FWC will consider pre-law bullying allegations
Tuesday, 11 March 2014
Workplace incidents that occurred before the new jurisdiction commenced can be considered as evidence in stop-bullying proceedings, the Fair Work Commission has ruled.
In a significant full bench hearing that sought submissions from the nation's biggest industry groups, the Fair Work Commission rejected arguments by employer Peninsular Support Services and Australian Industry Group that it did not have the jurisdiction to hear cases of bullying that had occurred prior to the laws commencing on 1 January.
The new anti-bullying powers, provided under Part 6-4B of the Fair Work Act, allow the Commission – when it believes there is a risk of future bullying – by demanding workplaces have adequate policies and training programs in place and that they appropriately investigate complaints from their staff.
The test case followed an application by a female employee seeking to prevent what she claimed was bullying by employer PSS over a six-year period from November 2007 to May 2013. She gave no evidence of bullying beyond May 2013.
PSS, along with Ai Group in its submission, argued parliament had not intended for the new laws to be applied retrospectively.
But President Justice Iain Ross, Vice President Adam Hatcher and Commissioner Peter Hampton disagreed this was a retrospective application of the laws. The Act aimed to prevent bullying in the future, not punish past acts or compensate for past acts, they argued.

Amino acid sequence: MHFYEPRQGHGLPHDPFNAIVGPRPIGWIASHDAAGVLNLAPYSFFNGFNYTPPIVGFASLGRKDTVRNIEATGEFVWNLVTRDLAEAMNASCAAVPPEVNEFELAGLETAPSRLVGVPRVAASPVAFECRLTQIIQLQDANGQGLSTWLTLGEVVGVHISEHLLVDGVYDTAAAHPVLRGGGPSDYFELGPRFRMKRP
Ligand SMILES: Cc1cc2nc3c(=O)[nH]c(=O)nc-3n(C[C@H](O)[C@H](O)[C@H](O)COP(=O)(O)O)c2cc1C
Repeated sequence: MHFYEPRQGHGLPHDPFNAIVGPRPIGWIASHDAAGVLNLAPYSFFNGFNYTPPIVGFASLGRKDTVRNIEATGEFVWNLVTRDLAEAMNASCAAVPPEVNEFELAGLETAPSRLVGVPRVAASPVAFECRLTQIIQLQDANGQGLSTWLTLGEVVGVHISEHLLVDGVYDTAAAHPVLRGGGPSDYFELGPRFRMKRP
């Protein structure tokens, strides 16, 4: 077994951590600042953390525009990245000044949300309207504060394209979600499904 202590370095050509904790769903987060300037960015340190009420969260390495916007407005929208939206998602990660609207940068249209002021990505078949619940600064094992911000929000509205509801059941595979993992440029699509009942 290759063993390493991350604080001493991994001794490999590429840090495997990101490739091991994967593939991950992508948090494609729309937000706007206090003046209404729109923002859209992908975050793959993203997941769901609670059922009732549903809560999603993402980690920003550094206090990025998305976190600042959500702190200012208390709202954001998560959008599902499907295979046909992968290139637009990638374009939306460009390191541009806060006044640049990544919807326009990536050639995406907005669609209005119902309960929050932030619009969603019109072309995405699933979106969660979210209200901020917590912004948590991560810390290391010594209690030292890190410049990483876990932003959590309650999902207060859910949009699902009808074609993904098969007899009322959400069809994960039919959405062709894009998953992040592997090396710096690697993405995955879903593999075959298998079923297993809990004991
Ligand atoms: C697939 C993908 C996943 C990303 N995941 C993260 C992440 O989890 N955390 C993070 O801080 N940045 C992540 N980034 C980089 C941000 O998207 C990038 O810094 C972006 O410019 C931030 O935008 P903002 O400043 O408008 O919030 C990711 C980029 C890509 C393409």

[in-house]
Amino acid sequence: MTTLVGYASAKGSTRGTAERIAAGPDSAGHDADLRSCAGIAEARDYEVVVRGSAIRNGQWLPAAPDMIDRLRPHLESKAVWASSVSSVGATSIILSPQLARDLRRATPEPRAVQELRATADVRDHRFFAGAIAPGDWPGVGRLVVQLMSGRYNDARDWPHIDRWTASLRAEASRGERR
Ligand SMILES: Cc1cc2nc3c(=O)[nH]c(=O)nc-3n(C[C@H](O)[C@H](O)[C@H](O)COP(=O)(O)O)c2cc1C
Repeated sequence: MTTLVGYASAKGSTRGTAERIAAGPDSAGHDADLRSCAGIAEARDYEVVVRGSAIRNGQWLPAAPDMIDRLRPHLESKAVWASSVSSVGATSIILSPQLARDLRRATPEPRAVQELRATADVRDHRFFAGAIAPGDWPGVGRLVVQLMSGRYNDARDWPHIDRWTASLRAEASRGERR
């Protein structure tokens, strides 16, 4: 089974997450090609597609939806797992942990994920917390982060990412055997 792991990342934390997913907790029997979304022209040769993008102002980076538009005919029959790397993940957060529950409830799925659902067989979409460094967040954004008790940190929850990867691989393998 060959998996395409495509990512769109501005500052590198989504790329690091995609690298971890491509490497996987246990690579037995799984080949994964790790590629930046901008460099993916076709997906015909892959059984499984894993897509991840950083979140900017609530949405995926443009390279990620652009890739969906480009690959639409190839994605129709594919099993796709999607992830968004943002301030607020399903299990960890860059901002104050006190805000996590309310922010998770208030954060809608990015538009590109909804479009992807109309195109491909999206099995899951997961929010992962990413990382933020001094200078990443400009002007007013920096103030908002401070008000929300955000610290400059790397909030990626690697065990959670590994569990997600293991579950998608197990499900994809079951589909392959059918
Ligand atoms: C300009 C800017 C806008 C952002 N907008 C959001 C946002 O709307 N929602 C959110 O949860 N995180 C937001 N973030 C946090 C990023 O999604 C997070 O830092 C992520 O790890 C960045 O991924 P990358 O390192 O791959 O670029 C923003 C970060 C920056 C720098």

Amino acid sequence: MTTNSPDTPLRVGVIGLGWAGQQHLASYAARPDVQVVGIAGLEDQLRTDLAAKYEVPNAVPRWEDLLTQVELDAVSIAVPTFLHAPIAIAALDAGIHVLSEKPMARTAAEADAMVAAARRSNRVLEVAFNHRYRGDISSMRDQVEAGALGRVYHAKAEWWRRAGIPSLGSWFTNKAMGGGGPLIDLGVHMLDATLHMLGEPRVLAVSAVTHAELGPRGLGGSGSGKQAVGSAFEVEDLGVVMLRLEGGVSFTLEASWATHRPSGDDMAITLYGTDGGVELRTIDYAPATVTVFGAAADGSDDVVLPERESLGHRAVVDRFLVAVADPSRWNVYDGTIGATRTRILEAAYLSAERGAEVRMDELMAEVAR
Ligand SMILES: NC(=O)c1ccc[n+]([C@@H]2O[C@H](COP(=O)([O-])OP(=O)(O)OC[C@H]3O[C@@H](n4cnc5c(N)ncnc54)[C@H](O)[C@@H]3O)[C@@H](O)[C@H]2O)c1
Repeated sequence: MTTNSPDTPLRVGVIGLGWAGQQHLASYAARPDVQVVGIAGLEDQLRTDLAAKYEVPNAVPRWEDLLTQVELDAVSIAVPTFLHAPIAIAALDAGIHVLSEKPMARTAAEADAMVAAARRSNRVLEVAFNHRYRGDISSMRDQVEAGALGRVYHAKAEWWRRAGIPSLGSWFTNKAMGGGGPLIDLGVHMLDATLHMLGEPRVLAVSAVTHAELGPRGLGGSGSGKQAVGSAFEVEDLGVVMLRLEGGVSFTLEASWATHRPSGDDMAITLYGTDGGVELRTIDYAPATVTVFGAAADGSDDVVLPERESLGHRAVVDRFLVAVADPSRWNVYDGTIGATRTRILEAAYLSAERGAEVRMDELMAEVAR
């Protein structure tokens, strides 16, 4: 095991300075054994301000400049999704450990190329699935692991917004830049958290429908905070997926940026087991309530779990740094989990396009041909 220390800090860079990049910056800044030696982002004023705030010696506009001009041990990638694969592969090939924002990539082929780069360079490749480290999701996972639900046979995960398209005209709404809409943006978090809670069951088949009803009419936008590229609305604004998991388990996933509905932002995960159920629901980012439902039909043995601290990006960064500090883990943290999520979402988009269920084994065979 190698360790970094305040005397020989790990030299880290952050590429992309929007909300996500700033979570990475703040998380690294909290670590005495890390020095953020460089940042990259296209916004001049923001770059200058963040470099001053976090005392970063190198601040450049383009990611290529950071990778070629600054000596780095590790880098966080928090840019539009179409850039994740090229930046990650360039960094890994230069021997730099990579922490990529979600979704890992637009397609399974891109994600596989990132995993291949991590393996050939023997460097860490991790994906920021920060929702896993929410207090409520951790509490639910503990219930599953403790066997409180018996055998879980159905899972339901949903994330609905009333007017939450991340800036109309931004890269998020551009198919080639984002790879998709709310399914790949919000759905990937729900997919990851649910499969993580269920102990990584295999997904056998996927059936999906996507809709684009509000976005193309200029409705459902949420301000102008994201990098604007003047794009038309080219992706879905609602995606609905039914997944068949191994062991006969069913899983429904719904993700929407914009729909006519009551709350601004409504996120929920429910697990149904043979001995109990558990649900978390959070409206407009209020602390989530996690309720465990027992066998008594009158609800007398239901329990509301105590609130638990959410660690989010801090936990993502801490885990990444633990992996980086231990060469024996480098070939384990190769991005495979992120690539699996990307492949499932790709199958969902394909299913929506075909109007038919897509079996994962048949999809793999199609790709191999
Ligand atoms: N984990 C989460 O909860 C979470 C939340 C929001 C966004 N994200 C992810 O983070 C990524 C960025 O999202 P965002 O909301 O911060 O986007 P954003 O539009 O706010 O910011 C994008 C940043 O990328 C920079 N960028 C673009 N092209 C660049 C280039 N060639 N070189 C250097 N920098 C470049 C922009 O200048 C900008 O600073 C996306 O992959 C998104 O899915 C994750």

"The enactment of Part 6-4B does not attach any adverse consequence to past bullying conduct," their judgment said. "Such conduct merely provides the basis for a prospective order to stop future bullying conduct."
The Full Bench also confirmed there are three requirements that need to be satisfied before the Commission can make an order to stop bullying:
An application needs to be made by a worker who believes he or she has been bullied at work.;
The worker's claims have to be substantiated; and
there needs to be a risk the bullying will continue.
The case means past cases of bullying can be used as evidence in future proceedings.
"Effectively, this decision allows applicants to make applications based on past conduct and behaviour that they fear will continue in the future," says Athena Koelmeyer, managing director of specialist law firm Workplace Law.
"Once an applicant demonstrates that they have been bullied at work, the Commission will consider whether there is a risk of ongoing or prospective future bullying. If such a risk is present, the Commission will make an order to stop the bullying."
It is now up to Commissioner Hampton to determine the remaining issues in the case, including whether there is a risk the employee, who has been on extended sick leave, will be bullied in the future at work.
Source: HR Daily- http://www.hrdaily.com.au/nl06_news_selected.php?act=2&stream=All&selkey=2941&hlc=2&hlw=